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5 principes issus des neurosciences pour favoriser l'apprentissage en formation

5 principes issus des neurosciences pour favoriser l'apprentissage en formation

http://www.formavox.com/neurosciences-apprentissage-formation

Related:  Recherches en Sciences de l'éducationApprendre à apprendre

Creativity Becomes an Academic Discipline Photo IT BOTHERS MATTHEW LAHUE and it surely bothers you: enter a public restroom and the stall lock is broken. Fortunately, Mr. Lahue has a solution. It’s called the Bathroom Bodyguard. Christina Grimmie, a former contestant on the singing competition The Voice, was shot and killed by a man while signing autographs after an Orlando, Florida show Friday night. According to CNN, the man was armed with two guns, and fatally shot himself after being tackled by Grimmie's brother. Hours before the show, 22-year-old Grimmie posted an excited video on Twitter, telling fans about the performance at the Plaza Live theater. Grimmie performed at the show with the band Before You Exit, according to authorities, and had stopped along with the group to meet with fans after the show. Grimmie, who started off on YouTube and amassed a huge following, made it to the Top 3 on season 6 of The Voice.

8 Characteristics Of A Great Teacher 8 Characteristics Of A Great Teacher by Ian Lancaster What makes a teacher strong? Robert Sternberg Robert Sternberg (born December 8, 1949) is an American psychologist and psychometrician. He is Professor of Human Development at Cornell University.[1] Prior to joining Cornell, Sternberg was president of the University of Wyoming.[2] He has been Provost and Professor at Oklahoma State University, Dean of Arts and Sciences at Tufts University, IBM Professor of Psychology and Education at Yale University. He is a member of the editorial boards of numerous journals, including American Psychologist. He was the past President for the American Psychological Association. Sternberg has a BA from Yale University and a PhD from Stanford University, under advisor Gordon Bower. He holds thirteen honorary doctorates from two North American, one South American, one Asian, and nine European universities, and additionally holds an honorary professorship at the University of Heidelberg, in Germany.

Five-Minute Film Festival: Classroom Makeovers to Engage Learners Most educators have little choice about the (usually) over-crowded, (often) unappealing rooms they teach in -- but they intuitively know that the spaces children spend their time in can have an effect on how they learn. I've gathered a collection of videos to explore the questions: How important is environment to learning? And what small changes can you make in seating, organization, lighting, and decor to build your own space into a better place to teach and learn? Video Playlist: Innovative Learning Spaces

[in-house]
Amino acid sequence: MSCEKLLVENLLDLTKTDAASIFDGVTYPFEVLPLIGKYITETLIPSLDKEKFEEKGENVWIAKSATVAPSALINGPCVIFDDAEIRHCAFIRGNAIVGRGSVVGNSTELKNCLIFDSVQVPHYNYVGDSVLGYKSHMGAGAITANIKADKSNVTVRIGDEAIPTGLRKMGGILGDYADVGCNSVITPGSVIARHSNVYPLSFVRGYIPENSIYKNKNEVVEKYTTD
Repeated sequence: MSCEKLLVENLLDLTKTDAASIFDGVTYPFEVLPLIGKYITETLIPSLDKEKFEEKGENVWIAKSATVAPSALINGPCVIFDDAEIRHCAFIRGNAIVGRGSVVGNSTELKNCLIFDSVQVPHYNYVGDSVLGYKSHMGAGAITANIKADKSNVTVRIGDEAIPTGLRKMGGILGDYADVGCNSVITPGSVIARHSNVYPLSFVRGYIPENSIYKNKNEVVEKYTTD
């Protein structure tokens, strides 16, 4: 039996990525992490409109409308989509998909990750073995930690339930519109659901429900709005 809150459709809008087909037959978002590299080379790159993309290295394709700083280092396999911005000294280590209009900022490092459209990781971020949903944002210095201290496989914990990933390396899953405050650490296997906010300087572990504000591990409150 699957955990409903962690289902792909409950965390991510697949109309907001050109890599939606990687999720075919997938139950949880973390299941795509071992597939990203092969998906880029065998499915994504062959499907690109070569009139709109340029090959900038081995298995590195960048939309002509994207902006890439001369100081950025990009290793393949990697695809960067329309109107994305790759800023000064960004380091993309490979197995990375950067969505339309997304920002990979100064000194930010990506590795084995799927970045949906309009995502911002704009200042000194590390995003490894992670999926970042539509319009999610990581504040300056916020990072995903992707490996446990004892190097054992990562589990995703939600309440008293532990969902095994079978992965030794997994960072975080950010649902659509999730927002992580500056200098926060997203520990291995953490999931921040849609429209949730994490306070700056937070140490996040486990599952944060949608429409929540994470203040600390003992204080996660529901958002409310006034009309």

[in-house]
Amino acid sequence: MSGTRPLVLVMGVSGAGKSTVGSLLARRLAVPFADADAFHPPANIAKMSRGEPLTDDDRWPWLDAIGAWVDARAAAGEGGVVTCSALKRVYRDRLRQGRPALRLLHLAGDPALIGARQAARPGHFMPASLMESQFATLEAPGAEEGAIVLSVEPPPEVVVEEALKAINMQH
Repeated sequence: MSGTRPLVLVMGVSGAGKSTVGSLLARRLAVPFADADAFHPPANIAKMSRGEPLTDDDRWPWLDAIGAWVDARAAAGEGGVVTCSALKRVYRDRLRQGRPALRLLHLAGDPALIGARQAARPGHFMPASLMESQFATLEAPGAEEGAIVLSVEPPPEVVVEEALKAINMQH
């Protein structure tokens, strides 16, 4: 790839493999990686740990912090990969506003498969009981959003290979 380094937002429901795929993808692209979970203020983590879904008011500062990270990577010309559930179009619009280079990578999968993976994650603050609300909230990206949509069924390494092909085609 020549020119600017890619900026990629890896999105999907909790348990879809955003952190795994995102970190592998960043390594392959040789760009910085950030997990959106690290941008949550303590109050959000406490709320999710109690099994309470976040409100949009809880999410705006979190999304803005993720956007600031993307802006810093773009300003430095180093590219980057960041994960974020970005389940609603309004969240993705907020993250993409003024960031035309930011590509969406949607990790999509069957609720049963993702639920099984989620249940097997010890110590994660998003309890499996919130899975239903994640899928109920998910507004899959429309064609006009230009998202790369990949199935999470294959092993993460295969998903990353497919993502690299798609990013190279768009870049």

Map Your Mind - Whose #BRAINCHILD are you? Map Your Mind shows which areas of the brain are associated with particular attributes or behaviors, based on the latest scientific research. The data that powers Map Your Mind comes from peer-reviewed, scientific studies published in reputable academic journals over the last decade. Many of the studies employ fMRI technology to measure blood flow and areas of fluctuating activity in the brain. A special thank you to Moran Cerf, Ph.D., a leading researcher in behavior, emotion and decision making at Northwestern University, and Kevin Weiner, a specialist in perception and cognition at Stanford's Vision & Perception Neuroscience Lab and the Institute for Applied Neuroscience, for their advice and guidance. “Liz Taylor As Cleopatra In Rome 1962” Credit: Keystone-France / Getty

How The Memory Works In Learning How The Memory Works In Learning By Dr. Judy Willis, M.D., M.Ed. Teachers are the caretakers of the development of students’ highest brain during the years of its most extensive changes. As such, they have the privilege and opportunity to influence the quality and quantity of neuronal and connective pathways so all children leave school with their brains optimized for future success. This introduction to the basics of the neuroscience of learning includes information that should be included in all teacher education programs.